Firewatch Dev Issues DMCA Takedown Against PewDiePie After He Streamed a Racial Slur [Updated]

Firewatch Dev Issues DMCA Takedown Against PewDiePie After He Streamed a Racial Slur [Updated]

Campo Santo is urging other developers to join them.

Update: Felix "PewDiePie" Kjellberg has offered an apology for his actions in a new video.

"You probably won't believe me when I say this but whenever I go online and I hear other players use the same kind of language I did, I always find it extremely immature and stupid. And I hate how I now personally fed into that part of gaming as well," said Kjellberg in the video. ""It was something I said in the heat of the moment. I said the worst word I could possibly think of. And it just sort of slipped out. I'm not going to make any excuses as to why it did because there are no excuses for it."

"I'm disappointed in myself because it seems like I've learned nothing from all these past controversies. And it's not that I think I can say or do whatever I want and get away with it. That's not it at all. I'm just an idiot," he added. "But that doesn't make what I said or how I said it okay. It was not okay. I'm really sorry if I offended, hurt or disappointed anyone with all of this. Being in the position I am, I should know better. I know I can't keep messing up like this. I owe it to my audience and to myself to do better than this because I know I'm better than this."

Firewatch developer Campo Santo has issued a DMCA request to YouTube and have successfully taken down videos of its game as streamed by YouTube personality Felix "PewDiePie" Kjellberg. The move is seen as a retaliation against Kjellberg for a string of offensive remarks and actions, the latest was over the weekend when Kjellberg used a racial slur during a livestream of PlayerUnknown's Battlegrounds.

"We're filing a DMCA takedown of PewDiePie's Firewatch content and any future Campo Santo games," said studio co-founder Sean Vanaman. While Vanaman declined to say whether it is a direct result of Kjellberg's PUBG stream, but he did spend some time tweeting a longer response regarding Kjellberg.

"There is a bit of leeway you have with the internet when [you] wake up every day and make video games. There's also a breaking point.... I am sick of this child getting more and more chances to make money off of what we make."

As of right now, Kjellberg's Firewatch video is unavailable.

While the laws are a bit unclear when it comes to video game streaming, Campo Santo has the same laws that allow a game's corporate owners to limit or monetize off of its own game footage. YouTubers can claim fair use if they add sufficient commentary or criticism, but as YouTube's monetization help page states, "Video game content may be monetized depending on the commercial use rights granted to you by licenses of video game publishers... Without the appropriate license from the publisher, use of video game or software user interface must be minimal."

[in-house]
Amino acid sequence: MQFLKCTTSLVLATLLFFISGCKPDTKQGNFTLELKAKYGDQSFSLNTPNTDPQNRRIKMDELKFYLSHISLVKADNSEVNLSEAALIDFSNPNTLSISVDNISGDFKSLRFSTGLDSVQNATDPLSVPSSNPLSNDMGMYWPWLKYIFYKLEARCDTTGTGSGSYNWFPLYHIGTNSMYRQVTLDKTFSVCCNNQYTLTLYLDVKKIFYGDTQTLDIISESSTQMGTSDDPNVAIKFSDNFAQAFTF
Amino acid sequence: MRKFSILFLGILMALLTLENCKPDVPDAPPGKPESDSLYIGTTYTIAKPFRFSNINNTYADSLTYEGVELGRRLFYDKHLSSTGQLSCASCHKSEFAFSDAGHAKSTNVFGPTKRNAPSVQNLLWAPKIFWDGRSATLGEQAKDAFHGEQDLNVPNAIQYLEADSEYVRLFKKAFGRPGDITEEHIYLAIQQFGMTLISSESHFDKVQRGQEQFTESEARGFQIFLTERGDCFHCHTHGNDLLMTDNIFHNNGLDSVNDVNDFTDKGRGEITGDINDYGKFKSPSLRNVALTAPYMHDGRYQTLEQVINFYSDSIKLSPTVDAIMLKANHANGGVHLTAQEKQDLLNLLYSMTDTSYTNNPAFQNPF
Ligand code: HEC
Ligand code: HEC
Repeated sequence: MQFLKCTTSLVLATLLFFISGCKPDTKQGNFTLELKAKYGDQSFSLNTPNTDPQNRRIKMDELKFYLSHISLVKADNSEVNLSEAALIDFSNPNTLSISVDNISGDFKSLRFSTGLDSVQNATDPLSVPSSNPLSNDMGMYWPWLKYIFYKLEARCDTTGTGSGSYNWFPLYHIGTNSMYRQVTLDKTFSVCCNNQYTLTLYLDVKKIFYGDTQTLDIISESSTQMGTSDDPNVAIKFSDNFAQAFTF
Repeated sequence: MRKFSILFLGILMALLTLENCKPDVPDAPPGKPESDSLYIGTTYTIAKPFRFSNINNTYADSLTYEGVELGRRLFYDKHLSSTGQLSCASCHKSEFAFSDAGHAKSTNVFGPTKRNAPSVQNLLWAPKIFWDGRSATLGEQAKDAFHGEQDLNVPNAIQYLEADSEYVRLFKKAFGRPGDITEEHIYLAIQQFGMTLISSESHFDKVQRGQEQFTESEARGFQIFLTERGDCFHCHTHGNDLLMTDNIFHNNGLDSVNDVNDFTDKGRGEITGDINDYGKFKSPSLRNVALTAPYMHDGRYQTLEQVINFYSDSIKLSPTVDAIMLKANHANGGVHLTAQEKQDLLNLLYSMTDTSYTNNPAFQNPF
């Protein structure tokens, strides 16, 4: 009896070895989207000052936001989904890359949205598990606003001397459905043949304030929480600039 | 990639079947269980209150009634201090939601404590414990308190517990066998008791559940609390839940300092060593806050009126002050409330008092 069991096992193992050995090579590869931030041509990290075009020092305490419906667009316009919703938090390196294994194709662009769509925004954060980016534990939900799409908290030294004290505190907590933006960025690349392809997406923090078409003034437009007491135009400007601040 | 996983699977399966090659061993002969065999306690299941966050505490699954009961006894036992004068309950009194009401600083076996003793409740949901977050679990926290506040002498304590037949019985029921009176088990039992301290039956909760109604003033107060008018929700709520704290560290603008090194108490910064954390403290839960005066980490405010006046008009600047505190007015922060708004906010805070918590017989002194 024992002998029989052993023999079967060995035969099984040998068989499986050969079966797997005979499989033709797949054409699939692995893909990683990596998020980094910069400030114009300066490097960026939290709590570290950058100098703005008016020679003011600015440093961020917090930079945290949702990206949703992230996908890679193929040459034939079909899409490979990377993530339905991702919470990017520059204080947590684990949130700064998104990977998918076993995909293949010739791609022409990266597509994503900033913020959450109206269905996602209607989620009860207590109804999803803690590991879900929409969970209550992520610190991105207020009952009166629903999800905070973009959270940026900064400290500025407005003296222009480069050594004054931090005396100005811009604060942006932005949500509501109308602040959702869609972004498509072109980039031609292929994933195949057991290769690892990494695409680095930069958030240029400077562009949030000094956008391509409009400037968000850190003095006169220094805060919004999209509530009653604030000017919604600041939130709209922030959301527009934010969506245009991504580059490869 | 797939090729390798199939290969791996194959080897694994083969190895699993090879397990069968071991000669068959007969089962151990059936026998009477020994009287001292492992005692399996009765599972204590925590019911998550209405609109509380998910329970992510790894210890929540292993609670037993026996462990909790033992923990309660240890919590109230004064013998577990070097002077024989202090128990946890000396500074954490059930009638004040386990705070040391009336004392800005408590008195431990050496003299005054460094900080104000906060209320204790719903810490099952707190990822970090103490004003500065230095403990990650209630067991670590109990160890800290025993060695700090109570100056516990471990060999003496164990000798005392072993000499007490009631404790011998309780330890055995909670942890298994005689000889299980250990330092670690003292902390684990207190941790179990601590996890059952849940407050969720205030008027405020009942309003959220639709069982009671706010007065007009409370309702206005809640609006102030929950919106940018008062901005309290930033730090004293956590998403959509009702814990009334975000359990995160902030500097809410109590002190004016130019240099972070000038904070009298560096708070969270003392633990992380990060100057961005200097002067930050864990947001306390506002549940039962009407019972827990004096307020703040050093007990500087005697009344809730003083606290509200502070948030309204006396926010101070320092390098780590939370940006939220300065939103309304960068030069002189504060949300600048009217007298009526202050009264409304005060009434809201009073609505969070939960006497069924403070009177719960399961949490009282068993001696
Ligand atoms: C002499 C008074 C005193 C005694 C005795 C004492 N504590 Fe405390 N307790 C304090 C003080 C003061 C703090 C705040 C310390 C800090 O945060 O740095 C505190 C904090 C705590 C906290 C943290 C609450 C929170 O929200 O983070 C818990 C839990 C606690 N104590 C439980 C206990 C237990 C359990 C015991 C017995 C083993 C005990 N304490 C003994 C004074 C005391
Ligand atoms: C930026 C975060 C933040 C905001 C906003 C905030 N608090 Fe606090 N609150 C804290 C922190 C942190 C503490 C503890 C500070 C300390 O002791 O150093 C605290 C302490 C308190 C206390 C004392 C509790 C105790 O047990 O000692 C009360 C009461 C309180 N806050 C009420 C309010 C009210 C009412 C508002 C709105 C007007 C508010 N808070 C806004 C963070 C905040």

Kjellberg's latest incident where he used the n-word has drawn massive outcries from gamers and non-gamers alike. As one of the poster childs of YouTube stardom, the episode has drawn headlines from global media outlets like the Guardian and BBC.

Earlier this year Kjellberg was caught up in another incident when the YouTuber lost a contact with Disney after the Wall Street Journal reported on anti-semitic jokes made by Kjellberg. This includes a video where Kjellberg paid freelancers to hold up signs with anti-semitic statements.

While social media's response to the incident is about as much as you would imagine, it was interesting to see some parties come out against Campo Santo; citing the DMCA takedown as a dangerous precedent. Considering though that it's not so much precedent as it is Campo Santo's legal rights, this argument seems misguided.

"He's worse than a closeted racist: he's a propagator of despicable garbage that does real damage to the culture around this industry," wrote Vanaman. He urges other developers to revoke Kjellberg's use of their games in his videos.

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Matt Kim

News Editor

Matt Kim is a former freelance writer who's covered video games and digital media. He likes video games as spectacle and is easily distracted by bright lights or clever bits of dialogue. He also once wrote about personal finance, but that's neither here nor there.

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